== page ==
Kathy Bergen, recently of Ramallah in Israel/Palestine, and Marty Troyer, a pastor in Houston, Tex., share a breadth of ministries related to peace as Anabaptist Mennonite Biblical Seminary (AMBS) honours them with this year’s Alumni Ministry and Service Recognition.
Bergen’s 30 years of ministry have been in and for Israel/Palestine. Just after she graduated from AMBS in 1982 with a master of divinity degree, she went with Millard Lind, then professor of Old Testament, and other students to Jerusalem for a semester. While there, she accepted an assignment with Mennonite Central Committee that involved her for eight years in local Palestinian Christian and Muslim communities and the Israeli peace movement.
Then Bergen moved to Geneva, Switzerland, and directed the International Coordinating Committee for NGOs on the Question of Palestine. From 1991-2006, she was based in Philadelphia, Pa., working as national coordinator of the Middle East Program of the Peacebuilding Unit for the American Friends Service Committee.
From 2006 until this summer, Bergen worked with the Friends International Center in Ramallah to develop a program with the Ramallah Friends Meeting.
She has written and published many articles and contributed to several books. She is coauthor, with David Neuhaus, of the book Justice and the Intifada (Friendship Press, 1991).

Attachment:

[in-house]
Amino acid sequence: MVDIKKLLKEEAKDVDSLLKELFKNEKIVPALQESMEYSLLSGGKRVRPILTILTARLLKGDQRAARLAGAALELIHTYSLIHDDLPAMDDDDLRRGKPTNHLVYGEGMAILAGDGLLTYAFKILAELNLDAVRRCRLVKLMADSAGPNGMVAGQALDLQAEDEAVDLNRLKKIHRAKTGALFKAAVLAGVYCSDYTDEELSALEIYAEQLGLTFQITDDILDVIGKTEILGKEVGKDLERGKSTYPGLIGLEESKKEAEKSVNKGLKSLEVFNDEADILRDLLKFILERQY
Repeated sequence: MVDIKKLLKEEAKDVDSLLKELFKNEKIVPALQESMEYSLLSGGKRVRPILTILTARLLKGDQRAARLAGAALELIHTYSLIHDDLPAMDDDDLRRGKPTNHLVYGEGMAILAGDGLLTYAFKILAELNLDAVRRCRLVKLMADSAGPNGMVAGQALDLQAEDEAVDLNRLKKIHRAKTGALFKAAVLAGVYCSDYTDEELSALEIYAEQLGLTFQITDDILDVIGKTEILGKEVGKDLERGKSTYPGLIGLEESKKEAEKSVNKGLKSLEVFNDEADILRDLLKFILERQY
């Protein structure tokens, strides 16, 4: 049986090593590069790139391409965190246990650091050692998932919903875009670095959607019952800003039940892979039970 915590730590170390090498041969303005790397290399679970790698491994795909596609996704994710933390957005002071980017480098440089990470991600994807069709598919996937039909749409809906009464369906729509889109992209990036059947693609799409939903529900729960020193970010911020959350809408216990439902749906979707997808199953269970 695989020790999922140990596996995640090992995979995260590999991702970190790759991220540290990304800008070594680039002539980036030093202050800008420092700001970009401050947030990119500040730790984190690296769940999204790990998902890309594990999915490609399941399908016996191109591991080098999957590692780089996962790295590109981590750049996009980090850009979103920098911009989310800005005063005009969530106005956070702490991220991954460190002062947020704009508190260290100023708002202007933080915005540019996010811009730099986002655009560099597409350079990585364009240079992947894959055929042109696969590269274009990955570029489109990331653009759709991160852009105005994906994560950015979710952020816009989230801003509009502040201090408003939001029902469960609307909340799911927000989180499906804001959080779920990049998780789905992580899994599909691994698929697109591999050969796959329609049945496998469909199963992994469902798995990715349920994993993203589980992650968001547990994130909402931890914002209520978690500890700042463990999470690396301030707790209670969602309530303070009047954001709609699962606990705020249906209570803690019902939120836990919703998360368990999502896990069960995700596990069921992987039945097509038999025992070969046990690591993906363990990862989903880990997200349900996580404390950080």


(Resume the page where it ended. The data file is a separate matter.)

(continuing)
Bergen has ended her work in Ramallah and moved to Ontario this summer.
Troyer has been pastor of Houston Mennonite Church: The Church of the Sermon on the Mount since he earned a master of divinity degree in 2008. His ministries of peacebuilding and writing began already when he was a student at Wheaton College and continued when he served in two congregations: Lebanon (Ore.) Mennonite Church and Hesston (Kan.) Mennonite Church.
At Houston Mennonite, Troyer is involved in a local missional faith-formation community called FaithWalking, and he is now a trained group facilitator. He also carries on a writing ministry, including the launch two years ago of “The Peace Pastor” blog for The Houston Chronicle (http://blog.chron.com/thepeacepastor/).
However, Troyer emphasizes, the story is not in what is written or the number of readers (one post garnered 17,000 views), but in the face-to-face relationships the blog has fostered. He explains that these relationships are multi-faith and ecumenical, connecting evangelical Christians with justice groups.
Troyer works closely with the Fe y Justicia Center, addressing issues of wage theft and labour rights, and with the Texas Coalition to Abolish the Death Penalty. He is also on the board of Healing the Brokenness, a lecture-based program seeking to bring local practitioners together to enhance a shared vision for overcoming racial, economic and systemic brokenness in the community.
The two graduates will be honoured in October as they each visit AMBS to share stories of their ministries and what sustains them for the work they do. l